Should it be regulated? Yes, it must be. However, it’s much more nuanced than any standard manufacturing or production process, and therefore making a proper framework for a holistic regulation of automation is going to take time.
- Automation is inevitable
While this sounds like a hyperbole, it is, by no means, an exaggeration. Sooner or later, automation will come to every industry. There’s no way to fight the tide of technology, and it’s best if we go forward in acceptance, and not in denial, of the fact.
So the real question that we have to answer isn’t ‘Should our workplaces be automated?’ Instead, what we should ask ourselves is this – ‘To what degree should we automate our workplaces?
“As automation technologies such as machine learning and robotics play an increasingly great role in everyday life, their potential effect on the workplace has, unsurprisingly, become a major focus of research and public concern,” the report from McKinsey continues.
That is the big challenge for policy makers — finding a right balance between automation and human resources.
The modern viewpoint
Many modern economists are trying to change the perspective that most people have towards automation, especially when it comes to the topic of machines and processes replacing humans and human effort.
They’re urging us to look at the situation differently. People are not being eliminated, skill sets are. For example, automated cars eliminates the skill set of driving, not the drivers themselves, who can learn new skills and change their professions.
This brings us to our second point point:
The modern view holds the government (and by extension, the people), accountable for investing time, energy, and money into skill building. A big part of Amartya Sen’s Nobel Prize winning research was dedicated to skill building. In what he called the “capabilities” approach, he argues that the only way to truly solve poverty is to enrich the people with different capabilities, and not just throw subsidies at them.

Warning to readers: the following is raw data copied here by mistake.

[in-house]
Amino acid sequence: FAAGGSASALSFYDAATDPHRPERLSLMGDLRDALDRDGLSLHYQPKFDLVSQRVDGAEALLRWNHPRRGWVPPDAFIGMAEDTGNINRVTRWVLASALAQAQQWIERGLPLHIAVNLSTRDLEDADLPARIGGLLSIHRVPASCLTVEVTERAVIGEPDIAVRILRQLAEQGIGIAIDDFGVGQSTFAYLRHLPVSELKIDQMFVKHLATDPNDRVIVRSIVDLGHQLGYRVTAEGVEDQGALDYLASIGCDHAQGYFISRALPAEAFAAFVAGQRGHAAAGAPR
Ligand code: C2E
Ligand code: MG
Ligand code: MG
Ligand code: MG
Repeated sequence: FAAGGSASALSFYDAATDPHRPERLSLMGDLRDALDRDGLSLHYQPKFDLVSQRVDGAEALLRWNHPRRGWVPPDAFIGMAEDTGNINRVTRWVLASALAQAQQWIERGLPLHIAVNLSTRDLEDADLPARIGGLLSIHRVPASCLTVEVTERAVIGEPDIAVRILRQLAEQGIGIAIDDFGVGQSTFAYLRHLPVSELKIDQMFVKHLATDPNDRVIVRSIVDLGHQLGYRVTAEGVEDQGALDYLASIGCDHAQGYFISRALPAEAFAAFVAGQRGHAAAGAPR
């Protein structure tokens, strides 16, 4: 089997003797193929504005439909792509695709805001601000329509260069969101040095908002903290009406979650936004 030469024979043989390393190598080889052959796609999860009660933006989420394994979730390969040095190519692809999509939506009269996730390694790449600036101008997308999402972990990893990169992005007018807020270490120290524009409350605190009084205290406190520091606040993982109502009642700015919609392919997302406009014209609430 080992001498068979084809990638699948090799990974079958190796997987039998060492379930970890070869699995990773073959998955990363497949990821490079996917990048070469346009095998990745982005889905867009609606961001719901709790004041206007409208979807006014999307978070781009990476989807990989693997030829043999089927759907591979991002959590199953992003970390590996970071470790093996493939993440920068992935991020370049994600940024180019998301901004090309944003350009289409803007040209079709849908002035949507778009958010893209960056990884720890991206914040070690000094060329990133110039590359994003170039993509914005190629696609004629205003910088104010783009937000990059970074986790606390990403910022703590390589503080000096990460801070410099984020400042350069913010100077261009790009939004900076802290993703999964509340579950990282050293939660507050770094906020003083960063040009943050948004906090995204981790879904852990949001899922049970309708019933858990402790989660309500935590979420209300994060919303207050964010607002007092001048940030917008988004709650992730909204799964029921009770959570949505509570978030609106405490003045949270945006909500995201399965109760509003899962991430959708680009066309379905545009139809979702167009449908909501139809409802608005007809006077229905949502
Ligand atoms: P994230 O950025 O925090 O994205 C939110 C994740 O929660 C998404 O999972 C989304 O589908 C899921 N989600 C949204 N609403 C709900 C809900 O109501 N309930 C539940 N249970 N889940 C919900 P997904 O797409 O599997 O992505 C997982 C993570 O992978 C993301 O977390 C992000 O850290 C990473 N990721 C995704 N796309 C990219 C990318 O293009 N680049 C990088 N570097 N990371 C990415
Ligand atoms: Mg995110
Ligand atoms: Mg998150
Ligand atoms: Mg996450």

Therefore, we should work towards building our skill sets from an early age. Such a world view is essential for building a better tomorrow. There is, however, such a thing as excess. And often, excess of any thing is bad. On that note, we arrive at the penultimate section:
Curb your enthusiasm
There’s a thin line between good and bad automation. There are a lot of companies out there who deal with automation products and services, but not all of them understand this difference. It’s essential, therefore, that you buy your products/services from a team with expertise in the field.
Ricoh’s Document Management System, for example, is an ideal office automation product for mid-to-large offices. It enriches your workflow, digitizes your documentation process, and streamlines your business. More importantly, it’s completely safe and secure.
And it’s essential that these new technologies be as safe as they are essential. Cyber-terrorism is already being touted as the biggest threat to nations over the next century. In such a scenario, it’s imperative that the digital technologies we implement are build to withstand such threats.
In conclusion, we have to understand that automation isn’t the enemy. It can be a very useful tool when implemented properly by the right kind of people. It’s inevitable, and we’d better make our peace with that. However, it doesn’t need to be a cause of despair. In fact, with proper regulation and effective implementation, it can certainly be a cause to celebrate!